A fairly weak year in all, with pretty much no series that grabbed, as can be seen from the gradual slowdown of reviews over the year.
Carrying over from last year, I watched Chihayafuru, and the third season of Natsume Yuujinchou; and on DVD, I started to watch Puella Magi Madoka Magica and House of Five Leaves, but haven't finished either of those yet.
New Prince of Tennis I watched as a filler, back when we had enough series on the go to watch a couple of episodes a couple of evenings a week, and was mostly harmless.
I'm also still in the middle of the 4th season of Natsume Yuujinchou, which has lost a measure of the charm that it opened with, but will cover that separately when I'm done.
Last, and the best looking of the season's choices, Moretsu Pirates, which started out in surprisingly good form, with our heroine rising to the challenge of an unwanted inheritance, and showing some decent can-do, by teaching Kzinti Lesson 101 to a mysterious ship that had been dogging the school yacht club cruise exercise. But that potential plot line just got dropped, and as we moved onto the actual space pirates, arc after arc followed where any tension or challenge was undercut into anti-climax, as everything had to end up happy-happy and safe. And so a two cour series dragged out until late November.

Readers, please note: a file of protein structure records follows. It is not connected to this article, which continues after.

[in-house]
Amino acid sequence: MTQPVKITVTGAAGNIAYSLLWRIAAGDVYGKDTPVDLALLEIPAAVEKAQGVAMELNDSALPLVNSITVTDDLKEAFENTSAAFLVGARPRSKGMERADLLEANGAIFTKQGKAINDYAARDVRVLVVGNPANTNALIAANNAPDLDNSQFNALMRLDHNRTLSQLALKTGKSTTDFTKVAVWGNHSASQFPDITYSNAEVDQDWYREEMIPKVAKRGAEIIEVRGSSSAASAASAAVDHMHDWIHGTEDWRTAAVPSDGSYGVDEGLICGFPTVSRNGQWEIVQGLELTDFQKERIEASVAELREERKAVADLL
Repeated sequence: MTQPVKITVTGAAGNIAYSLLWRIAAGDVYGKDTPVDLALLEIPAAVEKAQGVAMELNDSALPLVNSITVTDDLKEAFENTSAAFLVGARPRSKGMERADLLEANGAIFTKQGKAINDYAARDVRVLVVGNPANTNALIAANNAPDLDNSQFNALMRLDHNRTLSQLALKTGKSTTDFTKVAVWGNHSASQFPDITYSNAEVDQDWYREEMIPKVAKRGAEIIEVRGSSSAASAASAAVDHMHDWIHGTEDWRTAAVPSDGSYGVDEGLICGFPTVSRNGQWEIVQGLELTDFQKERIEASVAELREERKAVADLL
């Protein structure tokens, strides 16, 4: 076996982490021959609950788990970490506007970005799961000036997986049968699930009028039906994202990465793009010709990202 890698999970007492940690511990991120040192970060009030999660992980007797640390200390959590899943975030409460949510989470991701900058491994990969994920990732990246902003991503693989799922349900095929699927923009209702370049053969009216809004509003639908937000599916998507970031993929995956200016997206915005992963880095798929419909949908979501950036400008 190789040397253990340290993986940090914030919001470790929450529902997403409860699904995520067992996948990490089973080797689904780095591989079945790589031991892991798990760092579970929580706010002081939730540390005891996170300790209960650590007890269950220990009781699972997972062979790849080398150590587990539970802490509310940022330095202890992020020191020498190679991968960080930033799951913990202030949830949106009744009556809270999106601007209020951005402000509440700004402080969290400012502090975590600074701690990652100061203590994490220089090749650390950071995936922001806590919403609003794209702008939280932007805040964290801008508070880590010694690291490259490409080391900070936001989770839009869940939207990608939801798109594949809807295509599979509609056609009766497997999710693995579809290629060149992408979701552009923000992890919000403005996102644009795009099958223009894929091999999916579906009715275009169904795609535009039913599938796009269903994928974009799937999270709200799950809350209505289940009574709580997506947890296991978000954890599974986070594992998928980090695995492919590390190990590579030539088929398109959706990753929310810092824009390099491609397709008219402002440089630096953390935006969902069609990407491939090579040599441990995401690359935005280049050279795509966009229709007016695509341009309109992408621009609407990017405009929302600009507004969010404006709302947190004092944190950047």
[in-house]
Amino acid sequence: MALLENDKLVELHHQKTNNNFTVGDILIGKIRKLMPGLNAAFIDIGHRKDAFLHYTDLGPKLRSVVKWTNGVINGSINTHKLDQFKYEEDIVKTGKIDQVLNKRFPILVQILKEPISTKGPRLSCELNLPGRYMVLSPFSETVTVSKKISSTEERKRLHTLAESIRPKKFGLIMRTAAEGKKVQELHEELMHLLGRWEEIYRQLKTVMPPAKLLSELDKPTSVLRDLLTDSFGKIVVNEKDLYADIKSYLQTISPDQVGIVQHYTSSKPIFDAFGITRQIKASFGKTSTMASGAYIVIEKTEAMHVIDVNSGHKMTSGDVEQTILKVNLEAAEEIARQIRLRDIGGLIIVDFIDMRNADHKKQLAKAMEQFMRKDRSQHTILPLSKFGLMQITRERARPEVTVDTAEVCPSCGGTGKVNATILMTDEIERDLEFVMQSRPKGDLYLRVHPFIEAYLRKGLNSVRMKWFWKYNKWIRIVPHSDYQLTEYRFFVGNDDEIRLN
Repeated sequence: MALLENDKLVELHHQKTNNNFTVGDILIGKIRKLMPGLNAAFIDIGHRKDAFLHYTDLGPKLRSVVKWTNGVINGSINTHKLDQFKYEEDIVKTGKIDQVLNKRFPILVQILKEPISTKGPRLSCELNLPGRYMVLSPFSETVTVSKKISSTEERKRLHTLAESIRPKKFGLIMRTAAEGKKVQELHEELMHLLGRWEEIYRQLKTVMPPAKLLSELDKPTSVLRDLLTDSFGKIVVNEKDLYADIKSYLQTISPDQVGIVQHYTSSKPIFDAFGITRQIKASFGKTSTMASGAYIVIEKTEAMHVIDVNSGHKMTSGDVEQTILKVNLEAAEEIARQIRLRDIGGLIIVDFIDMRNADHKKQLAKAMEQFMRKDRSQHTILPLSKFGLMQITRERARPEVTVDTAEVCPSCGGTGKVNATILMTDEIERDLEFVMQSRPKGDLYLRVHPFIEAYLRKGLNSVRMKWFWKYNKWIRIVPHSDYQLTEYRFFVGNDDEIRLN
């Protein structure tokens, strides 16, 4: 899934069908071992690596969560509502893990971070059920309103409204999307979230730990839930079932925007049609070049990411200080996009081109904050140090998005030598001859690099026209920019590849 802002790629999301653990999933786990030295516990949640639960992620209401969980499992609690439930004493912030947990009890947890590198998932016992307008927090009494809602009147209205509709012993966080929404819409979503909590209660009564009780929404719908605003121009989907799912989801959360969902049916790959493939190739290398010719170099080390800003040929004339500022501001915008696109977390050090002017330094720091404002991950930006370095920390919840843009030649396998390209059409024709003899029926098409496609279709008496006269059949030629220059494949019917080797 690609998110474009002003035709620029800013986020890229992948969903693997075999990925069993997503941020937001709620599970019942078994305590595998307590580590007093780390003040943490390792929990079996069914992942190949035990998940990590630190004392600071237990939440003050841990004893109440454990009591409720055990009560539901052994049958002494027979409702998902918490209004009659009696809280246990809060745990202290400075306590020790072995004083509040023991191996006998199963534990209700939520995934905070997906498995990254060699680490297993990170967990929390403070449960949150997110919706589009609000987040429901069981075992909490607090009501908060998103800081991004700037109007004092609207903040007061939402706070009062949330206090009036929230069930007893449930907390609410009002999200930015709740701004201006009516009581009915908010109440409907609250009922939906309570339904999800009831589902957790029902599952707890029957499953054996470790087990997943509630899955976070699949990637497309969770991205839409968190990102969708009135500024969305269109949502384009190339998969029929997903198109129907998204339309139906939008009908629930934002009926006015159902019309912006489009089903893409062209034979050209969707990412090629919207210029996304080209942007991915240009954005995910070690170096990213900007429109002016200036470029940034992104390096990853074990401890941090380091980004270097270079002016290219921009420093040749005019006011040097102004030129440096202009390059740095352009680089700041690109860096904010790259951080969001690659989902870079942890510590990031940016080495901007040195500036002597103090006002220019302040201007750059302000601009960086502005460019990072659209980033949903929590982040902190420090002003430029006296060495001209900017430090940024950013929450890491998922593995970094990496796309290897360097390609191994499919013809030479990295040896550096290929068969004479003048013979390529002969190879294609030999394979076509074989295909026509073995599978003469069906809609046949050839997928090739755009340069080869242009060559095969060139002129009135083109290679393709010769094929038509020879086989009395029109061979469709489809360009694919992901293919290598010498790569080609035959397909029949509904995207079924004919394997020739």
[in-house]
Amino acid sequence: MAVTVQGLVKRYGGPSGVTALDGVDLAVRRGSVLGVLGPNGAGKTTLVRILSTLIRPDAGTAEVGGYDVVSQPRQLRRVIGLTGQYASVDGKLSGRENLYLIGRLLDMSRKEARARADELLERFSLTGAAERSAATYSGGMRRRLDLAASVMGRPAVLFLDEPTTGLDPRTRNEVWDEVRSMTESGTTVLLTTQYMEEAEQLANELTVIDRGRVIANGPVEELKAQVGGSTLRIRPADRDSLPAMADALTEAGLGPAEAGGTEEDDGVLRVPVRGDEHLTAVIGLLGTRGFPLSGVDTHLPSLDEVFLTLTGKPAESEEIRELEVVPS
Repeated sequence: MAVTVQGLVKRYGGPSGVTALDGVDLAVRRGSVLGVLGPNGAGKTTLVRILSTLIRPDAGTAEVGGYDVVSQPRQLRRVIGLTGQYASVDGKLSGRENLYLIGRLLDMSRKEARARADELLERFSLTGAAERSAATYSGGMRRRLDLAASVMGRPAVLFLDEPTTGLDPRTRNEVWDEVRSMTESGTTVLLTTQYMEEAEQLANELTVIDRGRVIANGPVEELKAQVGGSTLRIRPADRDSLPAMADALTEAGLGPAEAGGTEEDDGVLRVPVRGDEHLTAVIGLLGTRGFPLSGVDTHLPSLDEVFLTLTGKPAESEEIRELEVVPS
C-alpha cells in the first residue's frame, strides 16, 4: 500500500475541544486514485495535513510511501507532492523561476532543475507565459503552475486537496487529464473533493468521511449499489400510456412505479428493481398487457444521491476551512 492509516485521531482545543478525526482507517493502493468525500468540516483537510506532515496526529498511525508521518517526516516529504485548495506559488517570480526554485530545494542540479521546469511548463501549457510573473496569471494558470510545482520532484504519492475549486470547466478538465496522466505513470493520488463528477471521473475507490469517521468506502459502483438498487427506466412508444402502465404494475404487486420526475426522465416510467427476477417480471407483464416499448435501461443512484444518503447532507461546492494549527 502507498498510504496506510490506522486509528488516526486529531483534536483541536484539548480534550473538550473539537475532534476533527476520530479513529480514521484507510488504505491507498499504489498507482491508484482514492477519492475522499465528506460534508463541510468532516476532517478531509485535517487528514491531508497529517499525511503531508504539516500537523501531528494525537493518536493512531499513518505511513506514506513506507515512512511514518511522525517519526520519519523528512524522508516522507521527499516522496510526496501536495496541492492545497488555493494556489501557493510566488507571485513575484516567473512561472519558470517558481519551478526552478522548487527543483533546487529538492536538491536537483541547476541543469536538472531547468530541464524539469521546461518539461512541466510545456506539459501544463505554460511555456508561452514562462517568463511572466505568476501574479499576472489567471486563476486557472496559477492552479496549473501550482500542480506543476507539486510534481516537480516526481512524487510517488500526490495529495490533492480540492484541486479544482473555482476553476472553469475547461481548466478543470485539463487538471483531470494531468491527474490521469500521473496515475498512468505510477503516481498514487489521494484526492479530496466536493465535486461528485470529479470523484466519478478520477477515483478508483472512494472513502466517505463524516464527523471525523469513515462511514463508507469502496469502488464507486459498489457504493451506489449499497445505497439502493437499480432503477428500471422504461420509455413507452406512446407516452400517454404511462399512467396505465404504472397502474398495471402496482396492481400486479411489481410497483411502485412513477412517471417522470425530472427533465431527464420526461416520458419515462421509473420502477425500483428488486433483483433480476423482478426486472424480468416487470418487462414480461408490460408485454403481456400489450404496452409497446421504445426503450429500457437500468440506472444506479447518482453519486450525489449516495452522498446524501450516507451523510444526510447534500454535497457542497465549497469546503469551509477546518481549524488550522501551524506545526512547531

Ozma, I reviewed at the time.
Saki: Achiga-hen was a spin-off from the earlier school-girl mahjong series, focusing on a different school team battling their way into the national championship, but with only 12 episodes to date (more to air in the new year) covering from years before the events of the first series into the tournament stage beyond where it had reached, it's way more compressed. Three episodes pass before any games are played, and it's even then most of them are done in fast-forward (so no real display of their magical-girl style abilities), until the final match, where the first game is then spread over the last three episodes.
Everything else is unfinished, may not finish.